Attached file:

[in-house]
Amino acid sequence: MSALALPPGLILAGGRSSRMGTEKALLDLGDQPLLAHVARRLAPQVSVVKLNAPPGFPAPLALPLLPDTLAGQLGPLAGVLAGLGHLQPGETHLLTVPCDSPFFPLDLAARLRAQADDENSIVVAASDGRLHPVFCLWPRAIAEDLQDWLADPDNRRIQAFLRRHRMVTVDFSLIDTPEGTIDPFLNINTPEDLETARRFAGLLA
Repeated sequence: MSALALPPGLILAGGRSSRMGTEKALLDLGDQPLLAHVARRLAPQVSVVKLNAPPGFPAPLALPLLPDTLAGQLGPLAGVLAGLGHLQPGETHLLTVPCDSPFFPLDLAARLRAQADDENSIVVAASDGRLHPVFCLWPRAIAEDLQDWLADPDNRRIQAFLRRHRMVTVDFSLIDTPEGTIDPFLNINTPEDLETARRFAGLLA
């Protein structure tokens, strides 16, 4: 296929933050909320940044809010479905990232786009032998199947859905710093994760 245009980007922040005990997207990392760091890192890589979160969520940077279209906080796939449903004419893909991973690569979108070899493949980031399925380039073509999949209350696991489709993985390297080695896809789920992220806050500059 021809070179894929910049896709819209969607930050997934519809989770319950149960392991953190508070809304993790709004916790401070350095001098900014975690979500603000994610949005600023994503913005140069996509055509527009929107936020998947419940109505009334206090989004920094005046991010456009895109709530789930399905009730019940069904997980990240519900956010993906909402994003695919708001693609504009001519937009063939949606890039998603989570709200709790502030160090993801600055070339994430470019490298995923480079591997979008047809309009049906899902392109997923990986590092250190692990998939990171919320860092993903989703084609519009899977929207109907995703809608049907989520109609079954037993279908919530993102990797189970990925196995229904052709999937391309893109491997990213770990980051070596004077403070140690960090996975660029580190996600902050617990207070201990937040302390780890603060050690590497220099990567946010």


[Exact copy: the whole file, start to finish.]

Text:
[in-house]
Amino acid sequence: MSALALPPGLILAGGRSSRMGTEKALLDLGDQPLLAHVARRLAPQVSVVKLNAPPGFPAPLALPLLPDTLAGQLGPLAGVLAGLGHLQPGETHLLTVPCDSPFFPLDLAARLRAQADDENSIVVAASDGRLHPVFCLWPRAIAEDLQDWLADPDNRRIQAFLRRHRMVTVDFSLIDTPEGTIDPFLNINTPEDLETARRFAGLLA
Repeated sequence: MSALALPPGLILAGGRSSRMGTEKALLDLGDQPLLAHVARRLAPQVSVVKLNAPPGFPAPLALPLLPDTLAGQLGPLAGVLAGLGHLQPGETHLLTVPCDSPFFPLDLAARLRAQADDENSIVVAASDGRLHPVFCLWPRAIAEDLQDWLADPDNRRIQAFLRRHRMVTVDFSLIDTPEGTIDPFLNINTPEDLETARRFAGLLA
């Protein structure tokens, strides 16, 4: 296929933050909320940044809010479905990232786009032998199947859905710093994760 245009980007922040005990997207990392760091890192890589979160969520940077279209906080796939449903004419893909991973690569979108070899493949980031399925380039073509999949209350696991489709993985390297080695896809789920992220806050500059 021809070179894929910049896709819209969607930050997934519809989770319950149960392991953190508070809304993790709004916790401070350095001098900014975690979500603000994610949005600023994503913005140069996509055509527009929107936020998947419940109505009334206090989004920094005046991010456009895109709530789930399905009730019940069904997980990240519900956010993906909402994003695919708001693609504009001519937009063939949606890039998603989570709200709790502030160090993801600055070339994430470019490298995923480079591997979008047809309009049906899902392109997923990986590092250190692990998939990171919320860092993903989703084609519009899977929207109907995703809608049907989520109609079954037993279908919530993102990797189970990925196995229904052709999937391309893109491997990213770990980051070596004077403070140690960090996975660029580190996600902050617990207070201990937040302390780890603060050690590497220099990567946010």